This means that they are no longer treating the Catholic sector as a system, but as an association of individual schools. This is directly contradictory to the findings and conclusions of the original Gonski Report which strongly endorsed the averaging principle for Catholic systems. Unlike St Aloysius’ College, most Catholic schools are diocesan and part of a co-dependent system of schools with central, shared services. This move to aggregation places pressure on them to act independently of their system. Diocesan systems of Catholic schools may be overdue for reform, but not to the extent that they no longer operate as a system.
To be a real choice for any family, Catholic schools need to operate with low (or at least moderate) fee levels. It should not matter where you live nor what your income is. This principle is at the heart of the Catholic educational enterprise in Australia – that Catholic schools are an available option to any family who might choose to enrol their children within them. Over 20% of enrolments in Catholic primary schools in Australia are non-Catholic students.
In understanding this tradition one should compare a Catholic systemic primary school to the public primary school down the road. Both should be an option for families in that local area. Why should a family who is already making a sacrificial choice to send their children to a local Catholic school with limited services be forced to pay even more for that choice? Because of where they live? The Government can’t effectively argue that they are introducing a ‘needs-based’ system of funding when we have the injustice of non-government school families making significant financial sacrifices to send their children to a school of their choice, while living next door to families making almost no contribution to send their children to a public school.
St Aloysius’, an independent Jesuit school for boys, is not part of the Catholic administrative system. However, its fee structure, and the government’s support of this up until 2017, has been based on the same philosophy. Although a substantial sacrifice, an Aloysian education should be accessible to middle-income families through tuition fees, and to low-income families through our means-tested bursary program – a program funded entirely through the generosity of the College community. An Aloysian education should be accessible to families living next to those who send their children to North Sydney Boys High School or Fort Street High School.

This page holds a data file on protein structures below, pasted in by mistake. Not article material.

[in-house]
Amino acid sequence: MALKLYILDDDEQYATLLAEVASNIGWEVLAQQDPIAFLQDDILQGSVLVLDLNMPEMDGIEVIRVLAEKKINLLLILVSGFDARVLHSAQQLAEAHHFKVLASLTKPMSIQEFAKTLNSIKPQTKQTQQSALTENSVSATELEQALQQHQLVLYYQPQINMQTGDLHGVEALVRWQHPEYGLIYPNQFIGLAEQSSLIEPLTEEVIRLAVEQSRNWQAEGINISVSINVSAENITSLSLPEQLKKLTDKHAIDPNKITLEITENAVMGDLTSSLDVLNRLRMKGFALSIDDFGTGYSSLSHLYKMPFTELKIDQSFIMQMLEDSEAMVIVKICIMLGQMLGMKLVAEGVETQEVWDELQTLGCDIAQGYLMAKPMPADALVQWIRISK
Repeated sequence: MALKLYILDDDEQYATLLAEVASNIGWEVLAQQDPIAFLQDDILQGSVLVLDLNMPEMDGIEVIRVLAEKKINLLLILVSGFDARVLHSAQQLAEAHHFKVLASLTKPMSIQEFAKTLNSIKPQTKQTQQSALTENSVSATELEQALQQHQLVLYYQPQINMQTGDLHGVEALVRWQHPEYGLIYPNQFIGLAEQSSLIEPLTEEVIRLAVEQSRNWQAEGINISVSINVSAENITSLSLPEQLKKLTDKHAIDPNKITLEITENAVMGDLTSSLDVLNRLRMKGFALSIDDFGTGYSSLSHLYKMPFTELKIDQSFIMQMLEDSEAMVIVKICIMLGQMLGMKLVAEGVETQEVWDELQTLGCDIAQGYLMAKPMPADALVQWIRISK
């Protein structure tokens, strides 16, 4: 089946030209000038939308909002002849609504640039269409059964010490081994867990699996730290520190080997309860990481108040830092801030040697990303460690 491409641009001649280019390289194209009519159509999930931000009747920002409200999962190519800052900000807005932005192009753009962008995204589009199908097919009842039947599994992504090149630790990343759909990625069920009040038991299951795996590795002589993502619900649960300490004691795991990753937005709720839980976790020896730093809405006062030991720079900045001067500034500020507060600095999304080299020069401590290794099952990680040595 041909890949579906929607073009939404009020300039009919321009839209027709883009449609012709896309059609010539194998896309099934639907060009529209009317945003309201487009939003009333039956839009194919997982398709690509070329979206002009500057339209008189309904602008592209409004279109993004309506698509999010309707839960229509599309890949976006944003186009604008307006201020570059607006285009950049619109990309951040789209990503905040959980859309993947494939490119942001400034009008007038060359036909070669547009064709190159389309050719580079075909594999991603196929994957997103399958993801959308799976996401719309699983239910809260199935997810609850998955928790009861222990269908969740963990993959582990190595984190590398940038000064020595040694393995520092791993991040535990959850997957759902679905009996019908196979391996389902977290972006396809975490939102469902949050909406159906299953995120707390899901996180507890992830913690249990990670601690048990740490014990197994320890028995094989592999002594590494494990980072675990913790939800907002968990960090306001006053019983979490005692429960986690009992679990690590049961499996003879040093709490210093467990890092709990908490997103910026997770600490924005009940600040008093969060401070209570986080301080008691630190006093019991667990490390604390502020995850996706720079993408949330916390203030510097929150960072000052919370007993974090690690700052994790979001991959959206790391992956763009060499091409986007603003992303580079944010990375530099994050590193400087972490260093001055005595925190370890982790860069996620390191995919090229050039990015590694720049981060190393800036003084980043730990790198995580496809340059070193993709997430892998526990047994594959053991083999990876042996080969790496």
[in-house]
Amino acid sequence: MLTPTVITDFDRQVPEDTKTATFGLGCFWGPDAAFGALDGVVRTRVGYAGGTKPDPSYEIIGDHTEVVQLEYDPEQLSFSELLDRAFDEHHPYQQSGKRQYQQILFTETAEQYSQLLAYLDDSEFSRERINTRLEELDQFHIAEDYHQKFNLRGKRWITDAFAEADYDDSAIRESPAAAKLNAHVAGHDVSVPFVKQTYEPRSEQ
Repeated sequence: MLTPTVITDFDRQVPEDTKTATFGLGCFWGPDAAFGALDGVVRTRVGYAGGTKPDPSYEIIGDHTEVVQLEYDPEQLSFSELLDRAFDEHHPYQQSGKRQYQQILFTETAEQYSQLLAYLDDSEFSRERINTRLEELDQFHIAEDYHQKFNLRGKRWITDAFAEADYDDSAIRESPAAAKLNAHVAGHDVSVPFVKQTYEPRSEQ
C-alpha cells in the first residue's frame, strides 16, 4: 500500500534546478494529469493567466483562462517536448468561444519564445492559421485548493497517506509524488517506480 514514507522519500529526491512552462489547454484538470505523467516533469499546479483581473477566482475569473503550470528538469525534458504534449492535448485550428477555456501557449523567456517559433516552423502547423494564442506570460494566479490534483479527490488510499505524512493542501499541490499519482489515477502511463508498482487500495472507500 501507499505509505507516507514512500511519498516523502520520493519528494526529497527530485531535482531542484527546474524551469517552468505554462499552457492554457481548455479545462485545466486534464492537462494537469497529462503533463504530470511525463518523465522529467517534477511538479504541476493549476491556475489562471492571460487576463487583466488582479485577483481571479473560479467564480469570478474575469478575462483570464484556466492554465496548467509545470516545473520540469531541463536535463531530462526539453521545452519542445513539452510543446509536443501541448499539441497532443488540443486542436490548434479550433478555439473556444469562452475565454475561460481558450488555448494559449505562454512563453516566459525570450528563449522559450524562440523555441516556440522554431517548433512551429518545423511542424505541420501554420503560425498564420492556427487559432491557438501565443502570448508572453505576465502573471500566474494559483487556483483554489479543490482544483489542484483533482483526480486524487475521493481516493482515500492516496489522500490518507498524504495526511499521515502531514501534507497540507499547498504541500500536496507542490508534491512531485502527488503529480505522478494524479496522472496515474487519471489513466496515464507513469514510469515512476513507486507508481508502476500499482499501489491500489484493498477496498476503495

Although the impact is limited in the short term, the College remains concerned that the result of the government’s legislation (and potentially future changes given the historical precedent they are setting by cutting funds) will be to price out middle-income families from attending St Aloysius’. We think the Commonwealth Government would want to continue to support the option of moderate fee level independent education in Sydney. The College’s status as a ‘funding maintained’ school actually provided for more choice for families; these legislative changes potentially reduce this choice.
The Government’s proposed legislation poses an existential challenge to the nature of Catholic schooling in Australia. These changes potentially threaten its status as a system of schools open to all just like the public school sector. They threaten to turn it into a collection of schools accessible only to those who can afford them. It is a great shame that the Government seems to be abandoning the strong, long-standing support of both sides of Parliament for the continuation of the Catholic school system as a low-fee option for Australian children.